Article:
Whether their motive is to further their education, shape themselves into a more prospective job candidate, or fulfill a requirement for their field of study, many students are choosing to pursue a graduate degree.
According to the Council of Graduate Schools, 688,000 master’s degrees and 69,000 doctoral degrees are awarded each year, and that doesn’t even include professional degrees like MD’s and DO’s. For Gannon students considering graduate school, there is ample assistance to help you make the decision to go or not and even more to prepare you if you decide to pursue it.
The first thing you have to do is decide if graduate school is right for you. While a graduate degree is rarely an absolute requirement for jobs, according to 2010 Census Bureau data, a master’s degree added an average of $14,500 to yearly salary, and a doctoral degree added $33,500. Even if you’re not in it for the money, there’s no doubt that a graduate degree makes you a more appealing job candidate, not to mention more knowledgeable as well.
Many teachers at Gannon hold graduate or terminal status (meaning the highest degree they can obtain) in their fields, and are great resources to help you discover what graduate school is like or if it is an option for you. For students trying to make personal discernments, the counseling in the Health Center or academic advising in the Student Success Center may be a good option as well.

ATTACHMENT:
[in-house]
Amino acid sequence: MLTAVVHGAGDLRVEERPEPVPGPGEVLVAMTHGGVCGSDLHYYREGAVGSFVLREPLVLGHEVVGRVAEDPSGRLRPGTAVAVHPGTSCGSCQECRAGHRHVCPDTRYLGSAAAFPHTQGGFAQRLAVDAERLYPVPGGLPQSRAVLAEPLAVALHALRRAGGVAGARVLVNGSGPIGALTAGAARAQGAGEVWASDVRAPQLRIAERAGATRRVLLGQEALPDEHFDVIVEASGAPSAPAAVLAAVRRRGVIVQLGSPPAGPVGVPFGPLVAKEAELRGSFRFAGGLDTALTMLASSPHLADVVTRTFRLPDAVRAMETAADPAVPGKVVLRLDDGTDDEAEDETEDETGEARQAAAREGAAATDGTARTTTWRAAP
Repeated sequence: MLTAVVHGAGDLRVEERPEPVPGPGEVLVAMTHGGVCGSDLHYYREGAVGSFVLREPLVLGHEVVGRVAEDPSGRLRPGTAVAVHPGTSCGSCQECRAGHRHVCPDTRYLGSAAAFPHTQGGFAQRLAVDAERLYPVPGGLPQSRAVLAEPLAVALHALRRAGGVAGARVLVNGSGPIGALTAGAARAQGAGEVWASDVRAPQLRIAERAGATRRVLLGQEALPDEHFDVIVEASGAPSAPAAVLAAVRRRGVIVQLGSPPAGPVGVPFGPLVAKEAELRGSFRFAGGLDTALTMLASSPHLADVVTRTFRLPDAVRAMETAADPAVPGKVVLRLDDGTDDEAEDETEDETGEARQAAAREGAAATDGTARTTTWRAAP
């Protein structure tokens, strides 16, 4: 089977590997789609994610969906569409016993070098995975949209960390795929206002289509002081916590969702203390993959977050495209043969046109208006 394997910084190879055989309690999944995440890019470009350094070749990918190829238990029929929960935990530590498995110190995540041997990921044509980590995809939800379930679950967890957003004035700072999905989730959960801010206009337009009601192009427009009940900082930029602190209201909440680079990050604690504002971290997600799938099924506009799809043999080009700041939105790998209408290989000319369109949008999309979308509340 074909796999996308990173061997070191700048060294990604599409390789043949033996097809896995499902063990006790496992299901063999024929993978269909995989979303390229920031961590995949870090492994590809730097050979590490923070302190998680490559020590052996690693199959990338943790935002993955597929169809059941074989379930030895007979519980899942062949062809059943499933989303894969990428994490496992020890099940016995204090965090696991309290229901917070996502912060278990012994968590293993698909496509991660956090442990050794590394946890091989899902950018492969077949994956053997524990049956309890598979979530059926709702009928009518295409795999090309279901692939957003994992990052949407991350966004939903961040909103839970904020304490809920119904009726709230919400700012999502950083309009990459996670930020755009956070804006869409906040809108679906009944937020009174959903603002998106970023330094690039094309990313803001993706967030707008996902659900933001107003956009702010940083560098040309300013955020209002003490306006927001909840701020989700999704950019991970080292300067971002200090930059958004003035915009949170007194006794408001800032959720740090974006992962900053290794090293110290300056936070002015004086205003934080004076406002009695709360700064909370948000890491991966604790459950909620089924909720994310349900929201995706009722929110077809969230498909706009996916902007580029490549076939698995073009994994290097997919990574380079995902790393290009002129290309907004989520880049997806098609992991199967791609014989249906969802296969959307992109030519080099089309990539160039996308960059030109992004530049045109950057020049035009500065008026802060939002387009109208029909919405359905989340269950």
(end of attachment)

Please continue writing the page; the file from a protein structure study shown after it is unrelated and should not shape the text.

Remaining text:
Of course, financial concerns exist for many students – more schooling means more money, which often means more loans.
According to The New York Times, over half the amount of students pursuing a master’s degree will borrow an additional loan average of $31,000. Some students choose to work for a number of years before returning to graduate school, saving money and paying off their existing loans.
However, just like undergraduate education, many grants and scholarships are offered to assist students in funding additional schooling costs. Many PhD programs will even waive tuition, and provide a living stipend in exchange for teaching or research assistantships.
For more information on the cost of graduate education, students can visit the financial aid office, attend graduate open house, talk with prospective graduate schools admissions representatives or meet with a financial planner.
So, let’s say you decided to pursue graduate school – what do you need to do next?
Applying is a lot like applying to an undergraduate institution: you take a test (the GRE,) fill out applications, request letters of recommendation, possibly schedule interviews and then, wait.
According to The Princeton Review, most graduate school applications are due in December for doctoral programs, and are due in March for master’s programs. Each school will have their own individual due dates, and typically hold a graduate open house prior to the application deadlines.
If you want to stay right here at Gannon, 29 degrees and graduate certifications are offered within each of the University’s colleges. Even if another institution catches your eye, there are many resources on campus that will help prepare you.
For this process, professors along with the Student Success Center are your best allies, as they can proofread résumés, write letters of recommendation, help you prepare for the GRE and keep you on track to apply on time. Talk to your teachers and visit the Student Success Center to find out if graduate school is right for you, then get cracking on those applications!